of which was a slide pledging “no wallet
Mr Kirton said the party’s fundraising
was up 300% compared to the same period
A new, exclusive President ’s Club,
offering access to the party in exchange
for donations, had already brought in an
additional $70,000 despite operating for
only several weeks.
The Victory for Labour scheme, based on
membership with a monthly donation, was
raising $30,000 a year, while the party’s
on-line fundraising efforts had brought
in more than $1 million over “the last few
Of course, National is rapidly gathering
money too, and will have a similarly
As Mr Salmond said, “all of this is
useless” without the candidates and
volunteers making the best use of the
technology at their disposal.
Jumping spiders imported for research
Tiny jumping spiders are being
imported into New Zealand to further
develop world-leading research into their
remarkable intellect and 360-degree field
The University of Canterbury has been
importing spiders into a containment
facility at its Spider Laboratory for more
than 40 years.
Recent international research has
identified hundreds of new species
within the jumping spiders family
Salticidae, and the university applied to
the Environmental Protection Authority
(EPA) to have them added to the list
of approved species it may import for
Most species of interest come from
tropical and sub-tropical regions, including
Australia, Kenya and the Philippines.
Now, the EPA has granted approval
which will also allow any future species
of jumping spiders discovered to be
added, reducing the compliance burden
on scientists, who will not need to submit
continual new applications.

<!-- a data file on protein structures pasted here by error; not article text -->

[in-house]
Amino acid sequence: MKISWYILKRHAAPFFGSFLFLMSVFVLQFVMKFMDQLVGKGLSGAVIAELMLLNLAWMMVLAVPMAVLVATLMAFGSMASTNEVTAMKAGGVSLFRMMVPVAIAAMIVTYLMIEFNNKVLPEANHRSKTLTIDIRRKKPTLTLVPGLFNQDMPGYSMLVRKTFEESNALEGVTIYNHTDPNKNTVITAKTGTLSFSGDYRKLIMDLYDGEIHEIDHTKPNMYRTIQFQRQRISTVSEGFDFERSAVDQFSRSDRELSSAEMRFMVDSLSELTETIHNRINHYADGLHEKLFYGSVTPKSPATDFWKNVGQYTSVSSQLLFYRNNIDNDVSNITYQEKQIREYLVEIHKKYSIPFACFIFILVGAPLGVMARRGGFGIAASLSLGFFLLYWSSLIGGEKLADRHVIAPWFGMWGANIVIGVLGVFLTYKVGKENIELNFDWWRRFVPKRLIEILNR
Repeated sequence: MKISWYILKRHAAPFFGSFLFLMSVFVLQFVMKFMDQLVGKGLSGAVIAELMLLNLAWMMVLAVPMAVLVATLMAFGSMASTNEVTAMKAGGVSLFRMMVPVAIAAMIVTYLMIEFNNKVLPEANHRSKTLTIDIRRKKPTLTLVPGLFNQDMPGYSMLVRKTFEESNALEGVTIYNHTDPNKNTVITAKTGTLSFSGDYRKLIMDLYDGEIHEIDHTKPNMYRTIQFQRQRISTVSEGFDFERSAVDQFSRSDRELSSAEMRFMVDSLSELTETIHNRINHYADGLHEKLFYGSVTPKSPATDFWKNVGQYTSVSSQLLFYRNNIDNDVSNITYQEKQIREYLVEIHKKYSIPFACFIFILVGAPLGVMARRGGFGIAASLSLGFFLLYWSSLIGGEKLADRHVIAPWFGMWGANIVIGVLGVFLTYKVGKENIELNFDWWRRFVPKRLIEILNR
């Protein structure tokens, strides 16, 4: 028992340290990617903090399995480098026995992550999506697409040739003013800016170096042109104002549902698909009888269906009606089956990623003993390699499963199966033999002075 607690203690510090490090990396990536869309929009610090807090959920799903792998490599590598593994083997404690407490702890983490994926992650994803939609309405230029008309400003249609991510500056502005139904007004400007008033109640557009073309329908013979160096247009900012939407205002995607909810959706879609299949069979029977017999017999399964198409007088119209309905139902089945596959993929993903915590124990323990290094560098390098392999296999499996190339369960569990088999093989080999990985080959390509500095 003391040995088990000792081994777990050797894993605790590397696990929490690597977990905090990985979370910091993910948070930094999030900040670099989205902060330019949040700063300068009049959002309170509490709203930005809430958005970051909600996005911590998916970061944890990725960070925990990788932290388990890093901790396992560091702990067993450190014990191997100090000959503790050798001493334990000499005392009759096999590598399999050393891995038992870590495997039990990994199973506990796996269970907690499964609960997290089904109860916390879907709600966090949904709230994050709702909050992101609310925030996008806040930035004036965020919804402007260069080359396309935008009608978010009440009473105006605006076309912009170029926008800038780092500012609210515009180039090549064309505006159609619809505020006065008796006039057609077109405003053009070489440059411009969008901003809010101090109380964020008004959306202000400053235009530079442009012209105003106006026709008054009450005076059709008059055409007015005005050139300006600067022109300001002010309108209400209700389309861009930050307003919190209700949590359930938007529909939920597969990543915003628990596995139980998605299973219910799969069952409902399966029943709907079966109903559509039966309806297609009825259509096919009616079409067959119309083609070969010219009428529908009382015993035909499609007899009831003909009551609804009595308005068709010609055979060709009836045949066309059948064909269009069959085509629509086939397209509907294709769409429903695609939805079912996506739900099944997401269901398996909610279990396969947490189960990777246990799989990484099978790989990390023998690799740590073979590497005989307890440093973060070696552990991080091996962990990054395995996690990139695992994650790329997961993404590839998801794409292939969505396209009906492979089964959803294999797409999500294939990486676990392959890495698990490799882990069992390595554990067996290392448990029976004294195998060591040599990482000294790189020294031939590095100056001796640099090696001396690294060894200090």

“Jumping spiders are one of the smartest
animals on the planet for their size, given
that typically they measure less than 1cm,”
EPA scientist Dr Clark Ehlers said.
“They have exceptional visual and spatial
abilities, and researchers will investigate
how they are able to for ward map and
execute decisions using these skills.”
The spiders have an almost 360-degree
field of view. Four or six secondary eyes act
as motion detectors, and when something
of interest is detected the spider spins
around to bring its two large, for ward-
facing primary eyes to bear.
“This sophisticated visual system is vastly
superior to their closest insect rivals, and
approaches that of primates,” University
of Canterbury Associate Professor of
Biological Sciences, Dr Ximena Nelson,
“This is a stunning demonstration of
evolutionary design and miniaturisation
that, were it understood, would make our
best robotics engineers weep.”
The University of Canterbury research
is at the forefront of work being done
worldwide on jumping spiders, which are
among the smartest on the planet for their
The spiders are renowned for their
remarkable visual ability, which rivals that
of primates, and for behaviour that is also
as complex as that of many mammals.
They have for ward planning ability and
the capacity to develop “mental maps”.
“ Jumping spiders provide a model to
understand how animals can process
information with very small brains, and
is of great interest in the fields of biology
and biorobotics,” Dr Nelson added.
PICTURE: Getty Images
A 5mm jumping spider.
With its sunset-like colours, Charnelle
Lumiere’s painting would seem warm and
happy, were it not for the limp body of a
young girl hanging from a tree, suspended
by a rope around her neck.
“This was me,” the 27-year-old says in a
voice barely louder than a whisper, staring
at the painting, oblivious to the rumble of
traffic outside the window in Cameroon’s
Having been raped at the age of six by a
23-year-old friend of her brother, Lumiere
recalls how she kept crying, blood trickling
down her legs, as her mother recoiled in
Seven years later, Lumiere finally
mustered up the courage to run away
when her uncle, too, began to sexually
But when the 13-year-old sought shelter
with a neighbour, she was allowed to
stay only one night. “ What happens in
the family, should stay in the family, one
should never interfere,” she told Lumiere,
and sent her home.
Aged 17, out of school and pregnant by
a classmate who had harassed her into
having sex with him, she decided to take
her own life by hanging herself.
Luckily, her brother found her and cut
her down from the tree with just seconds
mission to help a new generation of young
people avoid the same abuses.
She is not alone.